Mr. Speaker, I am pleased to rise on behalf of the residents of Newton—North Delta to present a petition signed by a huge number of members of St. Bernadette Church in Surrey, B.C. as part of the White Ribbon Against Pornography campaign. The petitioners urge Parliament to stop the flood tide of obscenity pouring into our nation's communities and homes, especially through the Internet.

Since this petition is very long and signed on a ribbon, I would ask for unanimous consent to accept it in this format. I know it is not in the usual format that we table petitions.

PetitionsRoutine Proceedings

3:15 p.m.

The Speaker

Does the hon. member for Newton—North Delta have the unanimous consent of the House to table the petition, notwithstanding the irregularities in respect of the petition?

PetitionsRoutine Proceedings

3:15 p.m.

Some hon. members

Agreed.

PetitionsRoutine Proceedings

3:15 p.m.

Conservative

Greg Thompson Conservative St. Croix—Belleisle, NB

Mr. Speaker, I have a petition from the people of Campobello Island, New Brunswick and surrounding area. The petitioners call upon the Government of Canada to say no to the construction of an LNG terminal in Eastport, Maine, U.S.A. The key to this is that terminal can only go ahead if we allow the passage of tankers through internal Canadian waters.

The petitioners are asking the Government of Canada to do what it did 30 years ago in similar circumstances when a proposal of that nature was being considered in the United States of America. We said no to the passage of those tankers through internal Canadian water.

These people understand the risk to the environment, to our citizens, and are asking the Government of Canada to say no to the transport of LNG tankers through Head Harbour Passage, Canada.

PetitionsRoutine Proceedings

3:15 p.m.

NDP

Libby Davies NDP Vancouver East, BC

Mr. Speaker, I am pleased to have this opportunity to present two petitions today.

The first petition is signed by residents of Vancouver and the Lower Mainland who point out that the U.S. missile defence would incite a new nuclear arms race and put weapons in space.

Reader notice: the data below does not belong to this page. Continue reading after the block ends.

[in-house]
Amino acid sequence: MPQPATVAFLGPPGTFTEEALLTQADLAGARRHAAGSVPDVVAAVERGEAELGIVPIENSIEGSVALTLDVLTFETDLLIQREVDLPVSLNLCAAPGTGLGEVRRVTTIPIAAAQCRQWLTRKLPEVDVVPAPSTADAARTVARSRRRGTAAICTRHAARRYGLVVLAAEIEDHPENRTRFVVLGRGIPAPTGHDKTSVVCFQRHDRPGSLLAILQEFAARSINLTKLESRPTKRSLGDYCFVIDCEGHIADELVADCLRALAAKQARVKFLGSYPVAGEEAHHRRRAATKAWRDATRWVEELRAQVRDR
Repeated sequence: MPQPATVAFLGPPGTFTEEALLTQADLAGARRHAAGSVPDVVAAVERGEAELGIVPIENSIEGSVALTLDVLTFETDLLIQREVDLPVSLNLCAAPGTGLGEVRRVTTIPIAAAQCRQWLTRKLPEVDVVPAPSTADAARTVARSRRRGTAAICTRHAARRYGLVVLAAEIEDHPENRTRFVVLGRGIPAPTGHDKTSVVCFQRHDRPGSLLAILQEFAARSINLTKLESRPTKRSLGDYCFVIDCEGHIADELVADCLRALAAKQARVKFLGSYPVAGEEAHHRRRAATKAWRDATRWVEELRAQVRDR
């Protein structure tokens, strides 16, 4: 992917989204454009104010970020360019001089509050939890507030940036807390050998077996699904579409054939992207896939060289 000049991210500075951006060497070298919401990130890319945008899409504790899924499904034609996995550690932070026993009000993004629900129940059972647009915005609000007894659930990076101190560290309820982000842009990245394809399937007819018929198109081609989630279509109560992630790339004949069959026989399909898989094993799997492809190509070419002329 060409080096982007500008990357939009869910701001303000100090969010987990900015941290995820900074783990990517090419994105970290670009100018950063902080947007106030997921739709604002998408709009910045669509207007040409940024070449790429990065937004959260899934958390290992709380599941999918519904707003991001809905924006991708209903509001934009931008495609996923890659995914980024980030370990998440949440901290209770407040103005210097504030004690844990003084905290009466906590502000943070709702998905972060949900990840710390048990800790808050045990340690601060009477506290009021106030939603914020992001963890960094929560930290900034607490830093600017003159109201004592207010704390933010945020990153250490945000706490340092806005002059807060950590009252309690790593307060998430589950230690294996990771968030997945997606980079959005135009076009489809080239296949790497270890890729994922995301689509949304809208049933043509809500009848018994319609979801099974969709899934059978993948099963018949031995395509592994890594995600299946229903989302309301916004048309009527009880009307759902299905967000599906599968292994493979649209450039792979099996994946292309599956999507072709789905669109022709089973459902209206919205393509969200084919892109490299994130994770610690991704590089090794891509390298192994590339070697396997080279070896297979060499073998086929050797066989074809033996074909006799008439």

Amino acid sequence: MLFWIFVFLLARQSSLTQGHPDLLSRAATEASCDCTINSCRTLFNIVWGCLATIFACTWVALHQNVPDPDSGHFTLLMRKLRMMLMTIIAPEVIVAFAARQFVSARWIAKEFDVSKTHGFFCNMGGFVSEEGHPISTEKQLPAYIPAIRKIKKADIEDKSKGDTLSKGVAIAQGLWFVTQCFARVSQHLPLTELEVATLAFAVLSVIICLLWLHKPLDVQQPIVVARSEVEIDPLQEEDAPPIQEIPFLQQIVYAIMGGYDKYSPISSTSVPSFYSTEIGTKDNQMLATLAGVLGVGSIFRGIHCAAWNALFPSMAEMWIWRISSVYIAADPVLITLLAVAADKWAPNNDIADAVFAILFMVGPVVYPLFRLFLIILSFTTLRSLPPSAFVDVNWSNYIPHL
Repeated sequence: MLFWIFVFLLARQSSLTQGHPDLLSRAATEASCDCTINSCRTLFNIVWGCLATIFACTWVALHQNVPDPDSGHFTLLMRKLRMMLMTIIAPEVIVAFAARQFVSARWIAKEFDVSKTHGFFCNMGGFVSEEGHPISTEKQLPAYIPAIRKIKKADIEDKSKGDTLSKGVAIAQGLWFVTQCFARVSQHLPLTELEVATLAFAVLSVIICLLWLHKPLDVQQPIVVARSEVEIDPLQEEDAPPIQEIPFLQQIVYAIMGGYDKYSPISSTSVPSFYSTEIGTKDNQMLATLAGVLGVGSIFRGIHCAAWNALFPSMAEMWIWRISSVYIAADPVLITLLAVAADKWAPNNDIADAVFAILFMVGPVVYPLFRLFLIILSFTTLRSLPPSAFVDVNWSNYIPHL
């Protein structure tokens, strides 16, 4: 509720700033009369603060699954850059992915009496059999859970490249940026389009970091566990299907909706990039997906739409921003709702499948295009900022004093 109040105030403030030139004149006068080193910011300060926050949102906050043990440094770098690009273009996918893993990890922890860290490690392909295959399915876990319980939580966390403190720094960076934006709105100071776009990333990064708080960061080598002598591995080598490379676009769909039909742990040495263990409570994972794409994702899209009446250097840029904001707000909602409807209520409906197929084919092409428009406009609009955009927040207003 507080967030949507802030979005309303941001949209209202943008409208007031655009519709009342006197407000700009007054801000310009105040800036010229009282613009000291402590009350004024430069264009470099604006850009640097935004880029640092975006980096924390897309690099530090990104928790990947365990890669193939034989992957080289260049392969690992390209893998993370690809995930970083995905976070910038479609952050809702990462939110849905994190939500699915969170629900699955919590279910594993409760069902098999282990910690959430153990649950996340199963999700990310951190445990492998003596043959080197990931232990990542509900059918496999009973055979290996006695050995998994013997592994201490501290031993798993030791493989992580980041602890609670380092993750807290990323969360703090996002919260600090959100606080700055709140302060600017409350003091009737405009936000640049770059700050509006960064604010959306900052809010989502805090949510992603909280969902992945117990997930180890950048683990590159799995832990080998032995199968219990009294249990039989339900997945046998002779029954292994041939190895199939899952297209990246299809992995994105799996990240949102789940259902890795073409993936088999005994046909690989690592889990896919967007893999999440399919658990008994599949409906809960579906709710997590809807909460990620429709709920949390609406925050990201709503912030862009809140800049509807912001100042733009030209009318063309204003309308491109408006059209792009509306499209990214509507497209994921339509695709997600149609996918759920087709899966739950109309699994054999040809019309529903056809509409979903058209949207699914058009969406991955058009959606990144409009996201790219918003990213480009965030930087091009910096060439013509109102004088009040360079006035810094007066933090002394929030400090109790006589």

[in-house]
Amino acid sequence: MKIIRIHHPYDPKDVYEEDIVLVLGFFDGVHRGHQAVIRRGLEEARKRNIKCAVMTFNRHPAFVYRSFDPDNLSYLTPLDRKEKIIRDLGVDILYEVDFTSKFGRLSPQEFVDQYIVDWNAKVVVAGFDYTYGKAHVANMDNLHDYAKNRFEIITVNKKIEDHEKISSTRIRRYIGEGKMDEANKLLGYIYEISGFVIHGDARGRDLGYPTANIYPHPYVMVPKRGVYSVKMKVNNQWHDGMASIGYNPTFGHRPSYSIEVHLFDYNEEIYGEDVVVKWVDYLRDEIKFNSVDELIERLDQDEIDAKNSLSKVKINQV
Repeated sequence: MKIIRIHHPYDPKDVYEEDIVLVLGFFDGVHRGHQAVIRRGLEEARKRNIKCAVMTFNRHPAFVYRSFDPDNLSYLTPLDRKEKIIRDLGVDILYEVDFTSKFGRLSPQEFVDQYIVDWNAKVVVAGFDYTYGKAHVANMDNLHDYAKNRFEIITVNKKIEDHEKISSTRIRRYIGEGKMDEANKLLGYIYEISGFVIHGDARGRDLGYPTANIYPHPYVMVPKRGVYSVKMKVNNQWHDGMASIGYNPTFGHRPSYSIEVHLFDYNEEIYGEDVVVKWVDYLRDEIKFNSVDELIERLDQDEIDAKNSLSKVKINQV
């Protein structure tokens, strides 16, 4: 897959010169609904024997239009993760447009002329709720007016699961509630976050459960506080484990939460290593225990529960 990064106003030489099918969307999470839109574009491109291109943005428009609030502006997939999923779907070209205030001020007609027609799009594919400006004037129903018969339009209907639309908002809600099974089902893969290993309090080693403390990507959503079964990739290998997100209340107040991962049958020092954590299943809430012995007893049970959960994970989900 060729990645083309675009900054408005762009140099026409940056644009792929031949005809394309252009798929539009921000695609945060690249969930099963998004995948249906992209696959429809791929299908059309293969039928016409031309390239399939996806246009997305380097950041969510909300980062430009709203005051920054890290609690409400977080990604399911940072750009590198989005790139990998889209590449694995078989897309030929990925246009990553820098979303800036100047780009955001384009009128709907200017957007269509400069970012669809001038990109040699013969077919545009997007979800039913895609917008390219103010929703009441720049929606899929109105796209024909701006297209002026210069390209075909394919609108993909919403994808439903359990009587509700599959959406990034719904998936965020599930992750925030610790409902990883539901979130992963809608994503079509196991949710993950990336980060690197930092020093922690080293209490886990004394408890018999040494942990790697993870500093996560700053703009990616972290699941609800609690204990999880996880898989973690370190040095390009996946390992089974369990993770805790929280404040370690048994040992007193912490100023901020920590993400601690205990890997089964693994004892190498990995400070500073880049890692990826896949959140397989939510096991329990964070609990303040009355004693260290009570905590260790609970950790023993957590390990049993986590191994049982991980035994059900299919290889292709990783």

The petitioners point out that Canadian citizens, including Victoria, Vancouver and Nanaimo, Burnaby, Sparwood, Bowen Island and Grand Forks have passed resolutions opposing Canada's participation in the U.S. missile defence. They call upon Parliament to oppose it as well.

PetitionsRoutine Proceedings

3:15 p.m.

NDP

Libby Davies NDP Vancouver East, BC

Mr. Speaker, the second petition is signed by residents who want to draw attention to the House that our marijuana laws are terribly outdated, beginning with the Le Dain Commission over 30 years ago. The House has been called upon repeatedly to enact reforms.

Therefore, the petitioners call upon Parliament to modernize Canada's marijuana laws to create a legal environment where adults can enjoy marijuana in a responsible manner.

PetitionsRoutine Proceedings

3:15 p.m.

Liberal

Dominic LeBlanc Liberal Beauséjour, NB

Mr. Speaker, I rise on a point of order. Perhaps before questions on the order paper, I might ask if you would seek unanimous consent of the House to revert back to motions. The hon. member for Thornhill did not correctly hear you call for motions and she indicated that she might ask for unanimous consent to accept a report of the joint committee on the Library of Parliament.

PetitionsRoutine Proceedings

3:15 p.m.

The Speaker

Is there unanimous consent to revert to motions?

PetitionsRoutine Proceedings

3:15 p.m.

Some hon. members

Agreed.